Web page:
Chemical Castration Essay, Research Paper
Biological Psychology: Essay #2 “What are some arguments for and against the use of hormone treatments on sexual predators?” California became the first state in 1997 to mandate chemical castration for several classes of convicted sexual predators.Proponents for the use of hormone treatments on sexual predators give several very good arguments. First the injections of Depo-Provera are a temporary and reversible suppression of sex drive in certain kinds of sexual predators. Therefore no harm is done to the criminal. The data strongly indicates that the very low testosterone levels that Depo-Provera causes have been shown to control the sexual behavior of certain types of pedophiles (Turk p12). A very good argument for the use of California’s law since it is designed to target child molesters, however, it’s opponents would argue that such a blanket treatment would not be effective for all types of sexual predators in this category. Many sex crimes are not simply committed to satisfy sexual appetite, but are questions of violence, anger, and aggression. Criminals who do not commit these types of crimes because of libido could conceivably receive the injections with no effect on behavior (Wilson p19). Of course this does not rule out an effective use of chemical castration, if in a more limited approach. There are also some constitutional concerns to the use of chemical castration involving basic human rights. In light of the horrific nature of these kinds of crimes it may seem that no treatment is too harsh for the criminal. However the constitution and the eighth amendment in particular does not grant room for retaliatory measures. If we were to force indiscriminately weekly injections on criminals it would be a break in the eighth amendment, which protects against exactly this kind of severe random punishment (Turk p13).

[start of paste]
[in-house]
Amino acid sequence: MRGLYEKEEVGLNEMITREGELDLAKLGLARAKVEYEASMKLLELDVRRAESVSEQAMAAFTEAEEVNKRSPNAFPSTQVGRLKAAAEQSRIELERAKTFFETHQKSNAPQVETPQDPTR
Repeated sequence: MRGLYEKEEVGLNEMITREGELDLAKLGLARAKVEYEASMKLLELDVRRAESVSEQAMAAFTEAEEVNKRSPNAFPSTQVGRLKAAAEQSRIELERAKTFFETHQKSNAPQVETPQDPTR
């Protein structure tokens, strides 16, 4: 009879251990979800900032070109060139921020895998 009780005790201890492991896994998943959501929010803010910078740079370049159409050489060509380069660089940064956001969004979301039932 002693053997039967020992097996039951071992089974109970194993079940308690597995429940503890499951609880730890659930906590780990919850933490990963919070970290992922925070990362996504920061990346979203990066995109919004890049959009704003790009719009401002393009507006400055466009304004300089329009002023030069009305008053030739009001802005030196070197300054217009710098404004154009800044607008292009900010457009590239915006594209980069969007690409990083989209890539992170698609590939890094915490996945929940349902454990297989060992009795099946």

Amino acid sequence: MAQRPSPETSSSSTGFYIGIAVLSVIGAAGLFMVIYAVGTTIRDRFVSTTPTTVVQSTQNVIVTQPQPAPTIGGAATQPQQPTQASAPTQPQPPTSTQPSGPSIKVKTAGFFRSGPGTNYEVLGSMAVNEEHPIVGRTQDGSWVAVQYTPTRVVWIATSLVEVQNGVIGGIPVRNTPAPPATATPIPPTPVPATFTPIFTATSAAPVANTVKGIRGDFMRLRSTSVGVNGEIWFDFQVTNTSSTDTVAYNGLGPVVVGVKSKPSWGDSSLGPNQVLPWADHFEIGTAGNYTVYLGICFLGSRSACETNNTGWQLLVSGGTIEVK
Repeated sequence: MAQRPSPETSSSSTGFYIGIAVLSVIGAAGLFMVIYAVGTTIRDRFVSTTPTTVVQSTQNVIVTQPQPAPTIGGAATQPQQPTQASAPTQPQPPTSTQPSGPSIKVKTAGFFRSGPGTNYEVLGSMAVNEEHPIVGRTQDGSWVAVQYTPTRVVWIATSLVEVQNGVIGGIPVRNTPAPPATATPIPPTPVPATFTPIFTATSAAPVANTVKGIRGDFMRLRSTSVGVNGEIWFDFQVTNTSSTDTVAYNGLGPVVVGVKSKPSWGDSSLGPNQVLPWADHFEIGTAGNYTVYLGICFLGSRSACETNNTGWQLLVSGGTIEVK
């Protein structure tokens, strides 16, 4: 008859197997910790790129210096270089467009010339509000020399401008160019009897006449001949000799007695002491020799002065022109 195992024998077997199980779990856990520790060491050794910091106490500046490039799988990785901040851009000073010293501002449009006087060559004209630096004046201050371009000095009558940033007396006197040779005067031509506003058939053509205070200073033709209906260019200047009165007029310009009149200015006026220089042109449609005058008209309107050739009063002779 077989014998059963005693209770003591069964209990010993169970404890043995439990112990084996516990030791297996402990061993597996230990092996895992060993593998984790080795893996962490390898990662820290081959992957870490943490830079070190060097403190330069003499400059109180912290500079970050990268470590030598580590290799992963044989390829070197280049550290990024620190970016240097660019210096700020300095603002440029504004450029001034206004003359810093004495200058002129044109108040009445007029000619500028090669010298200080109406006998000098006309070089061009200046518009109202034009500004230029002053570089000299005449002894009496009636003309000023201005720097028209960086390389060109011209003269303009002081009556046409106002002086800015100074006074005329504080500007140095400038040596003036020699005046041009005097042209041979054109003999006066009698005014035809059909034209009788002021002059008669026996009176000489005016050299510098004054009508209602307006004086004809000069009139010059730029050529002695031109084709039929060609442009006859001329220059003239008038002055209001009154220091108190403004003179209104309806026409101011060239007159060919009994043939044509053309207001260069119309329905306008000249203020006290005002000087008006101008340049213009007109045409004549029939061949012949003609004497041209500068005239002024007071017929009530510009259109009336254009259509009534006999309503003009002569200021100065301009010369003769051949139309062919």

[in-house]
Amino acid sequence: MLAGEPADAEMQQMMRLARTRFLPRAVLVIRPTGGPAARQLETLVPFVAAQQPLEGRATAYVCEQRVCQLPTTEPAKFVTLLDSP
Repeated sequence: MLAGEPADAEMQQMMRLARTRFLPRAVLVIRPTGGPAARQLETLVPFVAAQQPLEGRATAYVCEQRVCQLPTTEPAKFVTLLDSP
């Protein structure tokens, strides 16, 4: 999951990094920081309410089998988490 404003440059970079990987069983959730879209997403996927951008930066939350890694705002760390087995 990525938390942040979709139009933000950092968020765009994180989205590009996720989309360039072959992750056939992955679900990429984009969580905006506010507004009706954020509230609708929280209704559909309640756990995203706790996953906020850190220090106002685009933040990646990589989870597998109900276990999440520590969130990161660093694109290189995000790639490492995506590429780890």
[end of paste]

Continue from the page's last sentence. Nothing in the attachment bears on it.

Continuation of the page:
Granted this is a sticky area both in that the treatment is not necessarily 100% effective in all cases and in the concerns over constitutional rights. However I think lawmakers should not throw out the concept entirely from these concerns. By the very nature of these crimes it would be foolish to check a potentially effective solution. I would like to see the use of Depo-Provera treatment in a more narrowed approach. One that would not blanket an entire subgroup of sex offenders, but instead would only be used on those who could be helped by the process. It would also be important to see the use of Depo-Provera in conjunction with rehabilitation and counseling measures. ReferencesTurk, Craig; “Kinder Cut” New Republic, 08/25/97, Vol. 217 Issue 8, p12. Wilson, Pete; “Laws of Impotence” Economist, 09/21/96, Vol. 340 Issue 7984, p18